From dancing and live entertainment to unique decorations and do-it-yourself attempts, Indians from different states plan to celebrate Diwali in a multitude of ways
When it comes to celebrating India’s largest festival, many of her states have widely differing norms and every family its own set of customs and rituals. The result is a delightful potpourri of gifts, sweets and gatherings that vary from esoteric to extravagant.
Assessing trends in the UAE this year, it seems just about everything isbeing served up, except the kitchen sink. Hina Nair is a Gujarati Jain married to a Keralite, but does not let cultural differences get in the way of her grand plans for Diwali.
With a countdown that starts two months in advance, this UAE resident of nearly 20 years is painstaking in her preparations. “Every year, I look for novel decorations, unusual gifts, best sweets and new Rangoli designs,” she explains.
“When an event runs for five days, you must prepare well beforehand to achieve perfection.” She’s also an advocate of big-ticket purchases at this time. “We truly prefer to buy high-value items at Diwali — it is both auspicious and special.”
Chetna Kochhar can’t wait to bring in a Punjabi Diwali with husband Shilp and sons Kabir and Rajvir. They plan to host one big party at home and attend ten others. “We Punjabis celebrate Diwali in great style,” she says. “There is much laughter, food, lights, games and enthusiastic dancing at many of our parties.”
Besides shopping for decorations and fashionable ensembles, her preparations involve choosing unique gifts. “There are many repetitions and quite some recycling in Dubai, so I like giving gifts that truly stand out,” she says. “I work closely with silversmiths in Delhi to personalise our Diwali gifts and have them sent over.” Her big find this year is a tray to hold the famed Indian post-prandial digestives, cardamom and betel nut.
Anurup Kumar and his wife Vibha have lived in Dubai for 19 years and celebrate Diwali with the gusto that can only be associated with expatriates. “Dubai is our home now and it gives us immense pleasure to celebrate it with friends,” the Madhya Pradesh native says. The Kumars and their children, Arushi and Aarav, have hosted an annual Diwali party at their home in The Meadows for many years, and this year is no different except that their daughter will be away at university in Boston.
But the highlight is undoubtedly the live entertainment planned for their party. “We have had dancers and jugalbandhis in the past and this year we have hired a deejay,” says Kumar.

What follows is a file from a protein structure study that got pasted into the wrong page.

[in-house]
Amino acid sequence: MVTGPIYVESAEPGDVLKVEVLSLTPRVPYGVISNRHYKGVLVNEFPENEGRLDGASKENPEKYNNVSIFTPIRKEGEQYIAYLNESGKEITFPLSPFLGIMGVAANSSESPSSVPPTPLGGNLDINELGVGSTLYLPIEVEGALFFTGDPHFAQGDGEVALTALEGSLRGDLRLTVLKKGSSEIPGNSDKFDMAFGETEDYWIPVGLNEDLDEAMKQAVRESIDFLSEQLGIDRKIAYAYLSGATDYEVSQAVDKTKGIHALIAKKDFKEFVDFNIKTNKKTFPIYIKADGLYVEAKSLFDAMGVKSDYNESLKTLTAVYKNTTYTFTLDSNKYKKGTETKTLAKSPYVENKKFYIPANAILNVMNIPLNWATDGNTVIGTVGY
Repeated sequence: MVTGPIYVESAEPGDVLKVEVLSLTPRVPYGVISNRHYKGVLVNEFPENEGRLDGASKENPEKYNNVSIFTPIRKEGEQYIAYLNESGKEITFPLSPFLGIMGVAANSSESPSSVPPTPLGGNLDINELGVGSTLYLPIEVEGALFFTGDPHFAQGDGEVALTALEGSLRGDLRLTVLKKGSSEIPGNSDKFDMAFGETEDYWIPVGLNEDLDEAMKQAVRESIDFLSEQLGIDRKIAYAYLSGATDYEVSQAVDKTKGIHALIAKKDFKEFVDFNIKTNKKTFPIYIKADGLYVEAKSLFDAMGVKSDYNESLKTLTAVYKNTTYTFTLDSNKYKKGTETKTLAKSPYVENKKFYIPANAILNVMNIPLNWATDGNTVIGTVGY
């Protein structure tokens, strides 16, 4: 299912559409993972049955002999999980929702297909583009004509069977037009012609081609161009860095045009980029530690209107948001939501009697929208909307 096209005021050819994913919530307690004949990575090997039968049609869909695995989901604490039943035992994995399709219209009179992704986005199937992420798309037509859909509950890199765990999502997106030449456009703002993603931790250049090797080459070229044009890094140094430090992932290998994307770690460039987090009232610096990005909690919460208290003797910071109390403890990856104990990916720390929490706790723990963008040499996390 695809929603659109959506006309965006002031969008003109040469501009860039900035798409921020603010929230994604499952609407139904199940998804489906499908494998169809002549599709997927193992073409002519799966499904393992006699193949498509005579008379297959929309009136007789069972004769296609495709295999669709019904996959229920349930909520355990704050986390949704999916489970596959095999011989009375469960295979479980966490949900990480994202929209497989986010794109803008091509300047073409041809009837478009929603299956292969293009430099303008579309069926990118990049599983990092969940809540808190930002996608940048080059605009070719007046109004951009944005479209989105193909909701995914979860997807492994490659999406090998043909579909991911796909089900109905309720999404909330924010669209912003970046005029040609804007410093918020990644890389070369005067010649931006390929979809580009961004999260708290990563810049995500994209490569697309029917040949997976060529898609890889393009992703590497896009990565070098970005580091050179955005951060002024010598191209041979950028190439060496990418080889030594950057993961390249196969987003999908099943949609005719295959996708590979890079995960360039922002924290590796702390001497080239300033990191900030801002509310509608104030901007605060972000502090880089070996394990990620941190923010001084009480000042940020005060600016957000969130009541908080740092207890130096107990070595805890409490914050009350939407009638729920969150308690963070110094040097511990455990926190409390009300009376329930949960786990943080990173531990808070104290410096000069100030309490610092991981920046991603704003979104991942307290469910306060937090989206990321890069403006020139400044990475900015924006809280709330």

In Sharjah, Maharashtrian Rashmi Kulkarni is keen to emphasise the homemade and hand-crafted touches in everything they do during the festival. “We invariably follow classic Marathi traditions at Diwali — the cleaning of the house, traditional pujas and the ceremonies associated with the smaller festival of Bhai Dhooj, which falls immediately after Diwali,” says Rashmi Kulkarni.
However, they try to make these rituals as personal as they can. “My daughters Rituja and Aditi paint every lamp we light, while I craft all our gift and sweet boxes,” she says.
“We work on original rangoli designs and I cook everything myself including complicated sweets such as anarsa.”
There is probably no young Indian keener to experience the festivalthan Dino George who is new to the UAE. “I grew up in Kerala where hardly anything happens during Diwali, so this is going to be my first ever Diwali celebration. I cannot wait to walk the streets of Karama and Bur Dubai to see the lights and explore this magical season. I have heard all the stories and am waiting patiently to experience it.”
The five days decoded
The festival of lights is celebrated over five days, beginning with Dhanteras, on October 17 this year. The word dhan means wealth and people traditionally buy precious metals on this day to usher in prosperity. The second day, Choti Diwali, is a day of small celebrations, but the crescendo is reached on day three when Diwali is celebrated by worshiping the goddess of wealth, Lakshmi, and decorating houses with rows of lamps to ward off darkness and evil spirits. The next day is devoted to Lord Krishna, while the final day, Bhai Dooj, is meant for brothers and sisters.